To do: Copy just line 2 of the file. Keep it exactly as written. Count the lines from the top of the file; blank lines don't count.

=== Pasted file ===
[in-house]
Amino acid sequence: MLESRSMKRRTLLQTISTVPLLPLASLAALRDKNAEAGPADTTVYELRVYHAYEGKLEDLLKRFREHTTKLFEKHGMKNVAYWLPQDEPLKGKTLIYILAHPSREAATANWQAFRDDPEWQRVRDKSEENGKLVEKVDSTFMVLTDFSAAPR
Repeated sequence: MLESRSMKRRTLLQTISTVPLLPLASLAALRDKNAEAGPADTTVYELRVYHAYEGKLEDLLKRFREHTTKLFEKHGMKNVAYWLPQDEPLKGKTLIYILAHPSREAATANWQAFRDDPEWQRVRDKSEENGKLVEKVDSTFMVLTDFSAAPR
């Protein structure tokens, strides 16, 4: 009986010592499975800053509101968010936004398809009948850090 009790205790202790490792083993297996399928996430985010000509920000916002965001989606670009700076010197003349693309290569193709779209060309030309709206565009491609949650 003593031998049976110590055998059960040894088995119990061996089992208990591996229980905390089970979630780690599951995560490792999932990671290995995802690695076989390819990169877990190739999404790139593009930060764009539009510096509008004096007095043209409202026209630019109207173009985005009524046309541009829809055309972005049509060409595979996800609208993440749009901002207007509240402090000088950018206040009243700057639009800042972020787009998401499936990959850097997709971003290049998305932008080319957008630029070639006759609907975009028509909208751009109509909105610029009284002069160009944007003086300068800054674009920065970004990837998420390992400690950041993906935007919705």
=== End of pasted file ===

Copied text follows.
Amino acid sequence: MLESRSMKRRTLLQTISTVPLLPLASLAALRDKNAEAGPADTTVYELRVYHAYEGKLEDLLKRFREHTTKLFEKHGMKNVAYWLPQDEPLKGKTLIYILAHPSREAATANWQAFRDDPEWQRVRDKSEENGKLVEKVDSTFMVLTDFSAAPR